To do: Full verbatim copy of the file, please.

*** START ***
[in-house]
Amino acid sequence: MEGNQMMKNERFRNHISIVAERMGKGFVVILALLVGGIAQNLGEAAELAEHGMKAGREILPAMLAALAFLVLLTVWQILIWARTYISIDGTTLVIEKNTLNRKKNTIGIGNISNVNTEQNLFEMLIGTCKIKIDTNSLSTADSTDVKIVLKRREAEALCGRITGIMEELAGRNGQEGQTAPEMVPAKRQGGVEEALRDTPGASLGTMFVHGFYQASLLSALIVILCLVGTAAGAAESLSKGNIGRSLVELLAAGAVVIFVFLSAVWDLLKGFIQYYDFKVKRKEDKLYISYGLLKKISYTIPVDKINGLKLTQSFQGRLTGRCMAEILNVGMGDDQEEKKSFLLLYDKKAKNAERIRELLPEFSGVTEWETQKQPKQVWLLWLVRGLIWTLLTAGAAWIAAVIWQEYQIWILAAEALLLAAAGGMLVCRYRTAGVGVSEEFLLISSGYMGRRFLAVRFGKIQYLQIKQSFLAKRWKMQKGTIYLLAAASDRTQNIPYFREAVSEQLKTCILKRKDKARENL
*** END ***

[in-house]
Amino acid sequence: MEGNQMMKNERFRNHISIVAERMGKGFVVILALLVGGIAQNLGEAAELAEHGMKAGREILPAMLAALAFLVLLTVWQILIWARTYISIDGTTLVIEKNTLNRKKNTIGIGNISNVNTEQNLFEMLIGTCKIKIDTNSLSTADSTDVKIVLKRREAEALCGRITGIMEELAGRNGQEGQTAPEMVPAKRQGGVEEALRDTPGASLGTMFVHGFYQASLLSALIVILCLVGTAAGAAESLSKGNIGRSLVELLAAGAVVIFVFLSAVWDLLKGFIQYYDFKVKRKEDKLYISYGLLKKISYTIPVDKINGLKLTQSFQGRLTGRCMAEILNVGMGDDQEEKKSFLLLYDKKAKNAERIRELLPEFSGVTEWETQKQPKQVWLLWLVRGLIWTLLTAGAAWIAAVIWQEYQIWILAAEALLLAAAGGMLVCRYRTAGVGVSEEFLLISSGYMGRRFLAVRFGKIQYLQIKQSFLAKRWKMQKGTIYLLAAASDRTQNIPYFREAVSEQLKTCILKRKDKARENL